June 12, 2024


A climate communications group has asked the Australian consumer watchdog to investigate claims made about “renewable gas” by one of the sponsors of Network Ten’s MasterChef.

Comms Declare said it had filed a complaint with the Australian Competition and Consumer Commission about the Australian Gas Networks’ partnership with the hit cooking show and its promotion of two developing products – “renewable” hydrogen and biomethane.

The complaint asks the watchdog to investigate the “renewable gas” campaign for alleged greenwashing.

“We believe that hundreds of thousands of MasterChef fans are being deceived into thinking that the gas used in the program is good for the planet,” said Comms Declare’s founder, Belinda Noble.

“The biomethane and grey hydrogen used in the MasterChef kitchen is not renewable, not low emissions, not commercially viable and not available in ordinary Australian homes.”

The complaint says the AGN campaign seeks to promote products that “are not practically or environmentally viable to consumers and in doing so, encourage the continued use of fossil fuels”.

It references one claim made in the current season of MasterChef that the program “is going greener with renewable gas”.

Noble reiterated earlier calls by climate and environment groups for the program to drop the sponsor “and move to induction cooking, like their counterparts around the world”.

Gas industry representatives and Paramount, Network Ten’s owner, revealed at the season launch that contestants would use open-flame cooktops that run on biomethane in general competition and compete in a barbecue challenge on grills that use hydrogen. The biomethane is supplied by Jemena, which owns gas pipelines and distribution networks, and AGN.

Biomethane is created from organic waste such as human or animal waste or food scraps. It otherwise has the same properties as fossil gas but proponents argue it is more environmentally friendly than fossil fuels because it is releasing carbon that is already in the biological cycle and has not been extracted from the ground.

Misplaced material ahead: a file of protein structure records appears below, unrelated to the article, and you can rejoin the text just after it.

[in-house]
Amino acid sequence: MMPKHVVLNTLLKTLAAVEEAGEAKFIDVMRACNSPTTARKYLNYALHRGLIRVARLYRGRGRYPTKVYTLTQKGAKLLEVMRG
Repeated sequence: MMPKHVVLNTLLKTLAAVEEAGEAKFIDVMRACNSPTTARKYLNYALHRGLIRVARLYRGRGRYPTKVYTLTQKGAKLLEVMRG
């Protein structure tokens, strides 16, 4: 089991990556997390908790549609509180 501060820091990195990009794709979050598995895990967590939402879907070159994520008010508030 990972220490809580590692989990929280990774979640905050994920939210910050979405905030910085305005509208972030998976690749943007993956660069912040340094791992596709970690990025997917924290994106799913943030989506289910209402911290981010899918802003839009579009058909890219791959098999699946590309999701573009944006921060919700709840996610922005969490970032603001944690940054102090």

The hydrogen used on MasterChef is “grey hydrogen” made using gas through a process known as steam methane reforming, and also leads to emissions into the atmosphere. A “renewable gas” website said the emissions would be offset by buying carbon credits, while renewable hydrogen, which has zero emissions, was “intended for use in future seasons”.

Environment Victoria’s climate campaign manager, Joy Toose, said: “Pretending we can use hydrogen or biomethane in our gas network is an impractical fantasy.”

She added: “Switching to efficient electric heating, cooking and hot water systems is not only better for our health and for the climate, they’re also more affordable to run.”

A spokesperson for AGN said: “Australian Gas Networks is providing biomethane and hydrogen to MasterChef Australia to practically demonstrate that customers can cook with a low carbon solution that can be delivered by existing gas networks to support Australia’s transition to net zero.

“Throughout the MasterChef Australia sponsorship, we have been clear about the nature of the sponsorship and the gas used on set.”

AGN had taken care to ensure it “accurately described the gas we were supplying”, the spokesperson said.

Comment has been sought from Network Ten.

An ACCC spokesperson said the watchdog did not comment on potential investigations or individual businesses.



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